148, Part II: Scipio’s Rise to the Consulship

early spring: With Lucius Mancinus serving as admiral of the Roman fleet, Lucius Calpurnius Piso Caesoninus arrives in Africa and takes command of the army (Appian 110)

Choosing to avoid a direct confrontation with Carthage, Calpurnius Piso attacks the neighbouring cities of Aspis (through a combined land and sea assault) and Hippagreta (by means of a prolonged siege that lasts the entire summer) but fails to take either; the defeated consul then retires to Utica for the winter (Appian 110; Diodorus Siculus 32.18)

Bithya, a Numidian chieftain serving under Gulussa, deserts the Roman army and joins the Carthaginians with 800 cavalry (Appian 111)

Filled with renewed confidence at their recent victories, the Carthaginians send messengers to the Macedonian pretender Andriscus seeking an alliance and promising aid in his own war against Rome; an embassy is even sent to Micipsa and Mastanabal (sons of Masinissa) in Numidia asking for their assistance, with the warning that even they are under threat of Roman subjugation (Appian 111)

Desiring greater power, Hasdrubal suddenly accuses the military commander in Carthage, a nephew of Gulussa and also named Hasdrubal, of seeking to betray the city to his Numidian kinsman; surprised by the unexpected charge, the accused is unable to defend himself and is lynched (Appian 111; Livy, Periochae 50.10)

News of Calpurnius Piso’s failures reaches Rome and the frustrated people, remembering Scipio Aemilianus’ daring exploits during his term of service in Africa, begin to manifest a desire to see the tribune assume command (Appian 112; Diodorus Siculus 32.9a)

Scipio — though officially a candidate for the aedileship — is elected consul by the Comitia Centuriata, with Gaius Livius Drusus as his junior colleage; when the consul Postumius Albinus points out that he is ineligible for the position because of his age (which is about five years below the legal minimum) the electors hold fast to their choice, insisting that in accordance with ancient law the people have supreme authority over the election of magistrates and may therefore set aside any relevant statutes as they see fit (Appian 112; ‘Plutarch’, Apophth. Scip. Min. 4; Livy, Periochae 50.11-12; Diodorus Siculus 32.9a; Velleius Paterculus 1.12.3)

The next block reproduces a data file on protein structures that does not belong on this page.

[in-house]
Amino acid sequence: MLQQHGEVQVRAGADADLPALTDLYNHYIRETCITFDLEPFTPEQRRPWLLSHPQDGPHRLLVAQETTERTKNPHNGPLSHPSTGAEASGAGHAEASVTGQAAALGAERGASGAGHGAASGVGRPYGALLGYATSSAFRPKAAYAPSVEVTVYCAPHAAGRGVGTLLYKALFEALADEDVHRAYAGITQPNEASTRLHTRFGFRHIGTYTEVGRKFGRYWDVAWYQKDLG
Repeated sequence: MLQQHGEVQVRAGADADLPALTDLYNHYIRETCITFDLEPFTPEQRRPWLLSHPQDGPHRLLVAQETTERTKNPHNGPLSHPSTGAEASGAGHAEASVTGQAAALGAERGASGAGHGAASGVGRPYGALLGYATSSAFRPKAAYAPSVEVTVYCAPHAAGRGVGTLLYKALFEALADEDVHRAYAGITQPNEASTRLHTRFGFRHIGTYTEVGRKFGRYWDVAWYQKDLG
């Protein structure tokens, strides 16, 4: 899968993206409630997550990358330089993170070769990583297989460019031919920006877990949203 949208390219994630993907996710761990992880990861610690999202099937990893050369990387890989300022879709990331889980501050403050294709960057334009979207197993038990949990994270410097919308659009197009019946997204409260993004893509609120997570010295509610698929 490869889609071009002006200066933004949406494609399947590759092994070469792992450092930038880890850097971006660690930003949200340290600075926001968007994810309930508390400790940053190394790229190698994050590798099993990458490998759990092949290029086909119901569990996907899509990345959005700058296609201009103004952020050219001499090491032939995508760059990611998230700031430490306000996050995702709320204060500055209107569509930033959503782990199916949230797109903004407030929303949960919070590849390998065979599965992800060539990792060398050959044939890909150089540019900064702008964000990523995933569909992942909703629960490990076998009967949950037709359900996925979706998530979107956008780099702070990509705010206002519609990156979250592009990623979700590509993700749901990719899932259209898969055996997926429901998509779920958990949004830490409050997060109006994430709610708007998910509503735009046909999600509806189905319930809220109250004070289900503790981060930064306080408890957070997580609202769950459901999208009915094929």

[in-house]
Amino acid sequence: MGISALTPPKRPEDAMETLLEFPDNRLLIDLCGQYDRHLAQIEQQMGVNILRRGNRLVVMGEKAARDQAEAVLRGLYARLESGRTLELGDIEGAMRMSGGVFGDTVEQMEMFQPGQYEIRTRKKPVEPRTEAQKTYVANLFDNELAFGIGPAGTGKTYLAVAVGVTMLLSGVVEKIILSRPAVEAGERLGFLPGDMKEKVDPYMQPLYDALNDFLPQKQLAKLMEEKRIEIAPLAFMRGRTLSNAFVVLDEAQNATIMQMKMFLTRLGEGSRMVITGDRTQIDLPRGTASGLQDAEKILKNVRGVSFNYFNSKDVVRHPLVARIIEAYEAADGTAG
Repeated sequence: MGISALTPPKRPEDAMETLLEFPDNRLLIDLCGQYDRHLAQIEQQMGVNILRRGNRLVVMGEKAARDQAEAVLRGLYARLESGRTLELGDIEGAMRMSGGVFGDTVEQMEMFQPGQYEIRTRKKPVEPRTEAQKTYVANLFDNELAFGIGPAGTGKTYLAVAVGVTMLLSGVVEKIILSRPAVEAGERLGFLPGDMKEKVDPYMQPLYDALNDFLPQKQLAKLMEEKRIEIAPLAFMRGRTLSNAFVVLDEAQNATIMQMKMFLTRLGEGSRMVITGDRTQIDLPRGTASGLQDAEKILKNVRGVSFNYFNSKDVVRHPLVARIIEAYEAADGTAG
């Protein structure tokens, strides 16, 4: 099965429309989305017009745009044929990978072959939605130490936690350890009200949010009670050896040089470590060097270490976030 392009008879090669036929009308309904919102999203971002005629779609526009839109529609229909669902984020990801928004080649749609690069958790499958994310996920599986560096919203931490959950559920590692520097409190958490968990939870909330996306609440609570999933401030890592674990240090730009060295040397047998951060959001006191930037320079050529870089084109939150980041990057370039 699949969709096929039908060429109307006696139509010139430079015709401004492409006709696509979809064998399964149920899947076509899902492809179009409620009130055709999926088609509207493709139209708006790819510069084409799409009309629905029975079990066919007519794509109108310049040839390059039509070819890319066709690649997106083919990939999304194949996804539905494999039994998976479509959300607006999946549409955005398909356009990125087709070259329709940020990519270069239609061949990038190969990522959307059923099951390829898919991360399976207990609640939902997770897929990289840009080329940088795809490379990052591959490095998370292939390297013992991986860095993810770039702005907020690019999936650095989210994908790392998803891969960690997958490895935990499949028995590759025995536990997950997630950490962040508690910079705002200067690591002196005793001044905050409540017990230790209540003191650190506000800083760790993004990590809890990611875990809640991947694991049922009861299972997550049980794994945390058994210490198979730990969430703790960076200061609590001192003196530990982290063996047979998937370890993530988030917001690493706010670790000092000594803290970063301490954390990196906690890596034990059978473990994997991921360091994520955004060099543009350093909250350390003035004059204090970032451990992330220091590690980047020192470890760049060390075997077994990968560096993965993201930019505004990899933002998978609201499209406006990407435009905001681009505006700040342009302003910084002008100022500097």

When the presiding consul refuses to give ground on the matter, a Tribune of the Plebs threatens to use his right of intercessio in order to annul the entire election — leaving Rome without magistrates for the following year — unless the Comitia’s choice is allowed to prevail; the Senate resolves the issue by allowing the tribunes to repeal the lex Villia Annalis (a statute establishing minimum ages for senior magistracies) for one year and re-enact it immediately afterwards (Appian 112; Livy, Periochae 50.12; Diodorus Siculus 32.9a)

Livius Drusus proposes that the African command be awarded to one of the new consuls in the usual manner (i.e. through the casting of lots), but a Tribune of the Plebs takes the matter to the Comitia and Scipio is chosen again; under the same measure he is allowed to conscript troops and gather volunteers for the war effort (Appian 112; Livy, Periochae 51.1; Florus 1.31.12)

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To 150 B.C.149 B.C.148 B.C.147 B.C.146 B.C.